Roaring Fork Valley
There is good news about the black bear population in some areas of Colorado: bears might not be roaming through populated areas to get food.
The mountain community in and around Aspen is recognized as one of the most difficult places to afford a home but one Colorado family is getting that chance.
The Roaring Fork Valley has been the epicenter for bear encounters with people, and now state officials want to hear from the public on what to do about it at meeting Wednesday evening in Glenwood Springs.
For the bears of the Roaring Fork Valley, the last two years have been the epitome of the phrase “feast or famine.”
Investigators on Colorado’s Western Slope are still trying to track down members of a drug ring around the Roaring Fork Valley.
Wildlife officials are hoping hunters will help them thin out the bear population as bears keep getting into campsites near Aspen.
Affordable housing is getting a boost in Aspen thanks to a partnership with Habitat for Humanity.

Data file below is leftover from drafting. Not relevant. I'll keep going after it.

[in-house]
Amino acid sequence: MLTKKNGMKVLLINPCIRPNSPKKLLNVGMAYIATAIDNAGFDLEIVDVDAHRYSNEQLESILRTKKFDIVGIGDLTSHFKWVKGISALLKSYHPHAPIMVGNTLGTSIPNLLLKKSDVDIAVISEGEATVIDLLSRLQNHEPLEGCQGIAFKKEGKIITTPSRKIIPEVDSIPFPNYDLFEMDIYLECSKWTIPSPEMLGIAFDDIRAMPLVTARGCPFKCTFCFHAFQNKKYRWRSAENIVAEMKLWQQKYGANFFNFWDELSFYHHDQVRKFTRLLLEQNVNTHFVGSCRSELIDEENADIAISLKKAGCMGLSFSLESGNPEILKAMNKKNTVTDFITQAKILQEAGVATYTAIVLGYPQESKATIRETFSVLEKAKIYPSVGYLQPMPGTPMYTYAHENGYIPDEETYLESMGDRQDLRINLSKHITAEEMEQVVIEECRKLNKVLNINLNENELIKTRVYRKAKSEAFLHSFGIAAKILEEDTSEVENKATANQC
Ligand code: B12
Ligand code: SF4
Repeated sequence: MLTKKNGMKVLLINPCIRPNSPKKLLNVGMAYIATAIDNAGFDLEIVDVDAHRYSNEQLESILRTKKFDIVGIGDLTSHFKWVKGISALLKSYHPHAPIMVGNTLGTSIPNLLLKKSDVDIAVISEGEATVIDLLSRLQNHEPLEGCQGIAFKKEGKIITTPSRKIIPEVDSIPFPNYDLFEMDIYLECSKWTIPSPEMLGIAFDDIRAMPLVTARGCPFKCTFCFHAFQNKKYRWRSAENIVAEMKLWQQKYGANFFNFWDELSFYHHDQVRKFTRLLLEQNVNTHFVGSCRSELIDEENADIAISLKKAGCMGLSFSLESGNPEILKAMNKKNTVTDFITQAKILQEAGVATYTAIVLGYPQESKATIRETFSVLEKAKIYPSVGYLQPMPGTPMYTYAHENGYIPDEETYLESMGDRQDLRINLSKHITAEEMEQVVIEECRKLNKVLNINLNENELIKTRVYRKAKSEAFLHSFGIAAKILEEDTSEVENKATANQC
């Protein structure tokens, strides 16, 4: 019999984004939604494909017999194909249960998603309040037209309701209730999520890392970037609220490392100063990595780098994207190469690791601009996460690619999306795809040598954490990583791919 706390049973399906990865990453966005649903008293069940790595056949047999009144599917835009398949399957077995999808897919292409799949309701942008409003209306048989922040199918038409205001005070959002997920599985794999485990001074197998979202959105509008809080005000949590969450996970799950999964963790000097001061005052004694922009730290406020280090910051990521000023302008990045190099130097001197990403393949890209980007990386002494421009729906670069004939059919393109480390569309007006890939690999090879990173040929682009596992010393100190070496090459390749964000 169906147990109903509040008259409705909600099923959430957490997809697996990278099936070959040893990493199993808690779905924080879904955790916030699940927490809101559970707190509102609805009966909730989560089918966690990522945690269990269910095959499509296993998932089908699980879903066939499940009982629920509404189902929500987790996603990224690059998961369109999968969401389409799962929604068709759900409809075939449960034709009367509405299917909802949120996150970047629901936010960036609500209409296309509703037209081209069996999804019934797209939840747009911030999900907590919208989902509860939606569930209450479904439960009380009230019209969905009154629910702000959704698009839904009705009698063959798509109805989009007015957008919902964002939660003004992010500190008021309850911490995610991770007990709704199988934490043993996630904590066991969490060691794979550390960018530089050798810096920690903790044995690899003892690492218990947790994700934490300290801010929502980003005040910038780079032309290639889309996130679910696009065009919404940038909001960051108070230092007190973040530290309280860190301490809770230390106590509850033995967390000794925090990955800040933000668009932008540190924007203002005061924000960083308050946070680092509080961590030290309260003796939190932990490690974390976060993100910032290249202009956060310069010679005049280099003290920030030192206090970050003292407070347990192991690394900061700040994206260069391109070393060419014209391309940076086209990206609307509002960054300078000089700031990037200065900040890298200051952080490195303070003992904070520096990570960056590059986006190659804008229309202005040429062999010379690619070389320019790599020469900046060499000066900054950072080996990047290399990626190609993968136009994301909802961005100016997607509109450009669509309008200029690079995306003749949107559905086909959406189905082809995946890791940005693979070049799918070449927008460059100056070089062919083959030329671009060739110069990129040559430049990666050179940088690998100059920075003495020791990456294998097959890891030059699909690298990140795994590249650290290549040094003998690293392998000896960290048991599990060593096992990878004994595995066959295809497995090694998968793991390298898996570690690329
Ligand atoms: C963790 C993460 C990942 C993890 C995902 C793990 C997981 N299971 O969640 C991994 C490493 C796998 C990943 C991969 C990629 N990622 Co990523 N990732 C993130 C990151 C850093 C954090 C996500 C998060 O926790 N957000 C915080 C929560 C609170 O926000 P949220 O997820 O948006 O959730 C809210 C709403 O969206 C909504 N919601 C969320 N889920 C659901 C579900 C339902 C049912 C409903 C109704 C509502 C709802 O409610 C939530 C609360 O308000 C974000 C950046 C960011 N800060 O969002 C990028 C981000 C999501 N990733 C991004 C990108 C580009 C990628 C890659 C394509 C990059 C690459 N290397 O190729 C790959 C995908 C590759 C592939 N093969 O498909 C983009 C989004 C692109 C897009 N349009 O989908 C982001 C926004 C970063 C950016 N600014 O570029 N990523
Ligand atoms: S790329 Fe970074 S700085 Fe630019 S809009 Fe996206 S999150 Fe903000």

They noticed the flood damage along the Front Range, and now people in one town on the Western Slope want to fix their river. But it’s coming at a cost, not just through taxes, but dozens of families are being told to leave their homes.
For the first time a Habitat for Humanity project is creating a home for a person who is completely paralyzed.
The Colorado River’s winter whisper in the Kawuneeche Valley was becoming a quiet spring roar last week as the stream hinted at the beginnings of the snowmelt’s pell-mell tumble off the mountains.